Just who was this woman who sparked an educational revolution that changed the way we've thought about children's education?
Dr. Maria Montessori, born in 1870, was the first woman in Italy to receive a medical degree. She worked in the fields of psychiatry, education and anthropology. She believed that each child is born with a unique potential to be revealed, rather than as a "blank slate" waiting to be written upon. Her main contributions to the work of those of us raising and educating children are in these areas:
• Preparing the most natural and life-supporting environments for the child
• Observing the child living freely in this environment
• Continually adapting the environment in order that the child may fulfill his or her greatest potential, physically, mentally, emotionally and spiritually.
Maria Montessori dedicated her life to observing and working with children. She concluded that children have an absorbent mind, will educate themselves – focusing their energy on one thing at a time – and develop unique skills during the first six years of life, if they are given the opportunity and support. When children are given the right tools, they gain happiness and a strong spirit throughout their youth and adult years.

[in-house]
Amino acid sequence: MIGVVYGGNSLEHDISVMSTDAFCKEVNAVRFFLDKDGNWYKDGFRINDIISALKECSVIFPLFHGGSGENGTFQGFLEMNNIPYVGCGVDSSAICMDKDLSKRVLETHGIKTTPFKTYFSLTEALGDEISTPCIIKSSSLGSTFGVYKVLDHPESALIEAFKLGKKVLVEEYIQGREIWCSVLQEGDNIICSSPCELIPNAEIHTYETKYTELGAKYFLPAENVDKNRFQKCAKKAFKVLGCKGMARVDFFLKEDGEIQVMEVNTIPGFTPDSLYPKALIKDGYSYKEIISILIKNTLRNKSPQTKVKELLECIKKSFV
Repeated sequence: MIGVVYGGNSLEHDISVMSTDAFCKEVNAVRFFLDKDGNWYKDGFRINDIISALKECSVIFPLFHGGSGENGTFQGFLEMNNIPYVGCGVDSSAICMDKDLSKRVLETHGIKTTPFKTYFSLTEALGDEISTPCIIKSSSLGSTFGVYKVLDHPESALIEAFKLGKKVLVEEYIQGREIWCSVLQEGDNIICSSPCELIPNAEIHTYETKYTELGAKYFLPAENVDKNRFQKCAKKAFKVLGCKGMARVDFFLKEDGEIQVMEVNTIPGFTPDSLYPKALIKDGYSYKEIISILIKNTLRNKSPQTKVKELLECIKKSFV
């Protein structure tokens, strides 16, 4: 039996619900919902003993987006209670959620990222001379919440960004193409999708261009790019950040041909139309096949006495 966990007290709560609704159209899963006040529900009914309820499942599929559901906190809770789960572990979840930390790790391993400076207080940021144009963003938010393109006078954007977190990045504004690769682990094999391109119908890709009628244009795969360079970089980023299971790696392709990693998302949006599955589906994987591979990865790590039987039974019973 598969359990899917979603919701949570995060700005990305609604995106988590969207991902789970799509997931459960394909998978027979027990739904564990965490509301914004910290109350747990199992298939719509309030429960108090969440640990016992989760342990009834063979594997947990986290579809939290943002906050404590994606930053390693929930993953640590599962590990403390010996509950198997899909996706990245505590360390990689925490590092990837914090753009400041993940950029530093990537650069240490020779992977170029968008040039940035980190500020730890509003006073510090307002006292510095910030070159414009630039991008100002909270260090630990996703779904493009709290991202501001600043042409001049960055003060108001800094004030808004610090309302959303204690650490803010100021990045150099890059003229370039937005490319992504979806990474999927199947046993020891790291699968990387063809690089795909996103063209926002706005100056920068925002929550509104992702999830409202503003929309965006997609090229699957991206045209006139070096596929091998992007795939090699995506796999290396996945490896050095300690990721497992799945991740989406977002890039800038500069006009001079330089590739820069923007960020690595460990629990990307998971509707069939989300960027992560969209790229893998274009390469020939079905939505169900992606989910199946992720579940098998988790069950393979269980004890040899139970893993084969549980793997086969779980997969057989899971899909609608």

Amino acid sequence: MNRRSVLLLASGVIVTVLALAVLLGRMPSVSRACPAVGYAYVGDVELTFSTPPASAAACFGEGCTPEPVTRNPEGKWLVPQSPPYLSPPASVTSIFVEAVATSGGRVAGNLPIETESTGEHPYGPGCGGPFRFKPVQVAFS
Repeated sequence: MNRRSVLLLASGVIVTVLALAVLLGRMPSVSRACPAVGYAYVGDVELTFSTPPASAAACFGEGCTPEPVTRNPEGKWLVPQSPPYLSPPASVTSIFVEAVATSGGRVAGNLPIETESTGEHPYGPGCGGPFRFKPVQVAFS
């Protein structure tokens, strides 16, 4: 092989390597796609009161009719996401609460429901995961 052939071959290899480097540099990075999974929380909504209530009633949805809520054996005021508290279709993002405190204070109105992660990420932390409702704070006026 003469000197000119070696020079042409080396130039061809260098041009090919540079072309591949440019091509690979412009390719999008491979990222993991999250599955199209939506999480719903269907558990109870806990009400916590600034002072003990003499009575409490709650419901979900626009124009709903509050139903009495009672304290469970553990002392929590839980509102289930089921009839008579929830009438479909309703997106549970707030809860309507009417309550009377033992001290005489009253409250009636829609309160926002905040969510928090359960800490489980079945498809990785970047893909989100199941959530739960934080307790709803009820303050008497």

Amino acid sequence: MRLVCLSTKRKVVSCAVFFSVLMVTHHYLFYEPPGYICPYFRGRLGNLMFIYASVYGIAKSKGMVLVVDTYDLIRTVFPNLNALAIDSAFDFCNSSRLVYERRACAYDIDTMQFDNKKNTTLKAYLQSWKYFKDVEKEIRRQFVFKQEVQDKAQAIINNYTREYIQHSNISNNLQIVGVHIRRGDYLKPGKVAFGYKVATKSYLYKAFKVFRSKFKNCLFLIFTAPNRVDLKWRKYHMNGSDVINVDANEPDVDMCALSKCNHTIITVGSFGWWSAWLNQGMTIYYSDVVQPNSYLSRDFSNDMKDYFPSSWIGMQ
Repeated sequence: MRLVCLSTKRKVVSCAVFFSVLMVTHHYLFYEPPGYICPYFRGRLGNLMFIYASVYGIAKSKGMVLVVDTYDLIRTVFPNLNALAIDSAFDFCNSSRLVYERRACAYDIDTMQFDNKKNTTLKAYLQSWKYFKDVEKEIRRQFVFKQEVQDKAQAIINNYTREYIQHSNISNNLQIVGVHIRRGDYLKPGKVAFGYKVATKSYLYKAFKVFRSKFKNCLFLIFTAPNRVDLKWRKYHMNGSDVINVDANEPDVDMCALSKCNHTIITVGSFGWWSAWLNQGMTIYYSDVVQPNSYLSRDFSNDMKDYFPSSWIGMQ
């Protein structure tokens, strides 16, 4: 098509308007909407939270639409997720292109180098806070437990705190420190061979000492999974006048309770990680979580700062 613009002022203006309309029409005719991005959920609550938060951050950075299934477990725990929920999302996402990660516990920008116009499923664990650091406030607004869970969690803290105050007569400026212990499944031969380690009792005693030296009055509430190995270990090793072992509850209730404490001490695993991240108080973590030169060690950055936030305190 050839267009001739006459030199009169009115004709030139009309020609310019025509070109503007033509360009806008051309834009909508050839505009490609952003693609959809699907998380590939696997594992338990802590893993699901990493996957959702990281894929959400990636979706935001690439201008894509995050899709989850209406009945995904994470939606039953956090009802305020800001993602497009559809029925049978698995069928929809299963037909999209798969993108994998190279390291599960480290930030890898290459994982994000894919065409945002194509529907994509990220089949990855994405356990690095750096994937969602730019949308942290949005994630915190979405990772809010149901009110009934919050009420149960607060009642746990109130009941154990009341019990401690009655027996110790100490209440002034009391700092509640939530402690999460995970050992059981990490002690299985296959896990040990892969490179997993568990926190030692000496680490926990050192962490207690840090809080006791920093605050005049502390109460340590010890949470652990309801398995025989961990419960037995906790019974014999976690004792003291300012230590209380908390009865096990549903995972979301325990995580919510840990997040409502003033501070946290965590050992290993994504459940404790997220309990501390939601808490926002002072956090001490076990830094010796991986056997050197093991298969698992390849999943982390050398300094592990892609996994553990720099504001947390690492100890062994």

She adamantly emphasized the importance of developing each child and their individual needs, interests and abilities. Children have a natural desire to learn and this helps them formulate their own educational experience at the speed that works for them. Maria Montessori believed that the teacher is there to guide each child as they follow their own learning path.
She did not like to use the term 'teacher,' she preferred 'directress,' which in Italian reflected the role of someone who inspires and guides, not forces or lectures. She believed children should have the freedom to choose what work to do and what material(s) to work with.
Developing her own materials and methods to educate children, Maria Montessori opened the first Montessori school, in 1907, called La Casa dei Bambini, and her teachings have been passed on for over 100 years.
Since her death in 1952, an interest in Maria Montessori's methods have continued to spread throughout the world.